Johnson-Monfort reaches 100-career goals, contributes to team play


A goal gets scored in a soccer match and is credited to one person.

At Mahomet-Seymour, one athlete has done that better than any player in school history. Senior

Meredith Johnson-Monfort reached the 100-goal career mark in a recent win over St. Thomas More.

Sometimes — on the stat sheet — her goals are assisted. Sometimes, they are not.

The fact is, she always has plenty of help.

Soccer is a sport where teams can mark specific individuals and double-team them in an effort to limit their effectiveness.

For Johnson-Monfort to continue scoring at a prolific level is a tribute to the players who surround her.

It’s a fact of which she is well aware.

“I have great teammates who get me a lot of great balls,” Johnson-Monfort said. “A lot of times I am set up perfectly by teammates who get me the ball right in front of the net.”

“A big part is teammates setting me up with opportunities.”

Beyond looking for her, other Bulldogs are capable of putting shots away as well.

This year’s team has 11 players with goals. Five of those other Bulldogs have netted at least four goals. That group includes Nyah Biegler, Erin Lenschow, Haley Lester, Mackenzie Moore and Maddy Wade.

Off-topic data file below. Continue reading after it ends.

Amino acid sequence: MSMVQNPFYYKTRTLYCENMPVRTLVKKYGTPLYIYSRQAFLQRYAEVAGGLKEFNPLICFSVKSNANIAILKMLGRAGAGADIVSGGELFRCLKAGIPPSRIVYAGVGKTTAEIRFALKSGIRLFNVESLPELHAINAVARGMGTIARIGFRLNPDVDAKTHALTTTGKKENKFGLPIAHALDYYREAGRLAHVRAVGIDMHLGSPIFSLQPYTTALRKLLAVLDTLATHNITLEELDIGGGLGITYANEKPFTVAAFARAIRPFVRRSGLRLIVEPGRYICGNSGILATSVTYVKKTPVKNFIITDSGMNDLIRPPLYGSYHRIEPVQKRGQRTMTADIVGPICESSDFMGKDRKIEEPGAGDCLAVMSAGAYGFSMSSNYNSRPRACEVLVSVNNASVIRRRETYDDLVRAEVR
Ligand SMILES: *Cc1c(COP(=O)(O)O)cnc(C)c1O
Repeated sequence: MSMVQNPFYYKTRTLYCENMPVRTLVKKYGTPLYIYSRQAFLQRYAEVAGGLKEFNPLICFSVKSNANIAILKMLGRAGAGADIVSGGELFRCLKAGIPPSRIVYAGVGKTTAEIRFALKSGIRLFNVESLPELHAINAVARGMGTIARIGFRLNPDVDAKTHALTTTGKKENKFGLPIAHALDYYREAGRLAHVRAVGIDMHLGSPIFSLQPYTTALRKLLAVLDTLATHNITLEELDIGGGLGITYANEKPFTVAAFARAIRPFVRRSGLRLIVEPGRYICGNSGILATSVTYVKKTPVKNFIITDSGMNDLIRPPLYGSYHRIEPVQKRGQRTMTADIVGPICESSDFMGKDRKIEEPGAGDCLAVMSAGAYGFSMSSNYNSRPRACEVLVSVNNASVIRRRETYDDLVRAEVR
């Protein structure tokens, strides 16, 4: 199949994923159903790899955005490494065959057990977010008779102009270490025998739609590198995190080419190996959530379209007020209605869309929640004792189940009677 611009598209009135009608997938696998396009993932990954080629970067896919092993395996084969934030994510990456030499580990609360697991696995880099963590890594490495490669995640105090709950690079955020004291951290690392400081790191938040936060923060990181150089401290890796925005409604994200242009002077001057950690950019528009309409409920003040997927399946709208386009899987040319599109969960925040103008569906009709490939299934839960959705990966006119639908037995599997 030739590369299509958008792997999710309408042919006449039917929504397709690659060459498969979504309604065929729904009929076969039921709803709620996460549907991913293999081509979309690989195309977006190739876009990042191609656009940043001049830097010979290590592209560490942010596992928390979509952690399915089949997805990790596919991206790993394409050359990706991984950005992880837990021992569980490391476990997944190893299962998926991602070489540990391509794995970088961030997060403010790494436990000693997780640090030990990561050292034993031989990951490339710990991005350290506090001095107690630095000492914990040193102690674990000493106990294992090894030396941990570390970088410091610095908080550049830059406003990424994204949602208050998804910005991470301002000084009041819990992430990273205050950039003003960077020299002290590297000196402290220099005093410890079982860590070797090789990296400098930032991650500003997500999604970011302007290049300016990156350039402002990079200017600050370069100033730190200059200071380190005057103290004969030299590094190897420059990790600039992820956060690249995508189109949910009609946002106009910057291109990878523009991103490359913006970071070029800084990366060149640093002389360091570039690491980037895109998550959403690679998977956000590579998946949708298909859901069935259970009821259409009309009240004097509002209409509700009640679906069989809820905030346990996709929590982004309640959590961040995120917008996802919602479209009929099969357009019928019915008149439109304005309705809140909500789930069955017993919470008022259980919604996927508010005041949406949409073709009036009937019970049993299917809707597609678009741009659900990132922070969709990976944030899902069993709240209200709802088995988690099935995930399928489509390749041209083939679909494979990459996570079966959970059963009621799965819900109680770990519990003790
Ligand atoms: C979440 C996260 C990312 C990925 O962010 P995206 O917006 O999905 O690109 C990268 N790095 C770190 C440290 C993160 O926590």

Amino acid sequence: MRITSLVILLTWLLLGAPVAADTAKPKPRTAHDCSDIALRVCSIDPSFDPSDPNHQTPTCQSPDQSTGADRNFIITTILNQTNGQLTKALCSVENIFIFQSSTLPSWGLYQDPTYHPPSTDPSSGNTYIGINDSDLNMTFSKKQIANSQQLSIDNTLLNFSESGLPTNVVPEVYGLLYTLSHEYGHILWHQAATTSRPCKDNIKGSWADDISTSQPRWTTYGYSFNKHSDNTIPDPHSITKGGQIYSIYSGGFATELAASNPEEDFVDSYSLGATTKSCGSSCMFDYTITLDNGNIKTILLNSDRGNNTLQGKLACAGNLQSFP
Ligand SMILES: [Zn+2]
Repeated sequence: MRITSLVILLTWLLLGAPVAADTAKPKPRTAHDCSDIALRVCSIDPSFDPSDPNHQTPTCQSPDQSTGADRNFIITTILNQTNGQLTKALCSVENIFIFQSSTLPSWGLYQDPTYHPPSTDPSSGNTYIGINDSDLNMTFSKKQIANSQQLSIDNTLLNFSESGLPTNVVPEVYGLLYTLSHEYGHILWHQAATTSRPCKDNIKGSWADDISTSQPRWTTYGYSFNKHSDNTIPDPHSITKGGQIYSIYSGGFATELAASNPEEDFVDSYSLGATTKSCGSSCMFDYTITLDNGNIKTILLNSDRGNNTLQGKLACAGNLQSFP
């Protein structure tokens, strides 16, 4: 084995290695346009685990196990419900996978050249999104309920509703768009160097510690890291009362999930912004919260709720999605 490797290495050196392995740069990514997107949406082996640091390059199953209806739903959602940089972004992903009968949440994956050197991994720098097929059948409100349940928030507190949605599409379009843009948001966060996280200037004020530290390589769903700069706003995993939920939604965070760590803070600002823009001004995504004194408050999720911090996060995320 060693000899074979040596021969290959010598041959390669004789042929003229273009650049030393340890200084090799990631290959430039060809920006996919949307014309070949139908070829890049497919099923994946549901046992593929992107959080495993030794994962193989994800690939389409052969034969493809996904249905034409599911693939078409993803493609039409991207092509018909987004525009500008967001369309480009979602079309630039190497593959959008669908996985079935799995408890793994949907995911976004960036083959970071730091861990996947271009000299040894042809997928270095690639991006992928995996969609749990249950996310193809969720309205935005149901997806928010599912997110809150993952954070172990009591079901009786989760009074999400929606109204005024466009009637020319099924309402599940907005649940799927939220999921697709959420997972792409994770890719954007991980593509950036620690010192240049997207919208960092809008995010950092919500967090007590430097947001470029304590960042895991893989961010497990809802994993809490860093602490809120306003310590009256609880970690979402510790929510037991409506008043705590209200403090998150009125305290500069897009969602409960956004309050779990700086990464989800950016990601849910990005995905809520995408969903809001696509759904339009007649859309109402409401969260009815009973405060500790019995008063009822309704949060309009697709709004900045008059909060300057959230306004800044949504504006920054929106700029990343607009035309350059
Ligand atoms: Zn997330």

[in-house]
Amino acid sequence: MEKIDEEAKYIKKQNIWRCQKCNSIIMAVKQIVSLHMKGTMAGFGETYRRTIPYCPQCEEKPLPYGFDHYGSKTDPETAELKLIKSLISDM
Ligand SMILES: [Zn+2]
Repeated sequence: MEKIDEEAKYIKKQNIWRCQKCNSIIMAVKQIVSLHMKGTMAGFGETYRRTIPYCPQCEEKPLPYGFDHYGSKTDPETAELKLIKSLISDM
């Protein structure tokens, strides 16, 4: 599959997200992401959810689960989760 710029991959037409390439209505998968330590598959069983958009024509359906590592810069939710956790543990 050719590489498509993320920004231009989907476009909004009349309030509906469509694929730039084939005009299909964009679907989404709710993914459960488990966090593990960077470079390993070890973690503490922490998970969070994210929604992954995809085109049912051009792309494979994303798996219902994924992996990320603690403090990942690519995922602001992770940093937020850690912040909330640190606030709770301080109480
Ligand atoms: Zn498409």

At times, when Johnson-Monfort seems to be the center of opposing teams’ attention, M-S coach Joey Gruner removes her from the action.

“Coach will tell me to stand on the side and open up space for other girls,” Johnson-Monfort said. “If they have space, they can beat girls one-on-one.”

It is a formula that has proven effective.

The Bulldogs are 14-2 overall and closing in on last year’s school record for wins in a season in retiring coach Gruner’s final year at the helm.

“During the span of time in which Meredith scored 100 goals, her teammates scored an additional 211,” Gruner said. “Having multiple offensive threats spreads out the defensive focus and opens up more opportunities for every one of our players.

“Meredith herself has had 39 assists during this period of scoring 100 goals, so even a marking back has to worry about her creating space and then dishing it off to a different offensive teammate.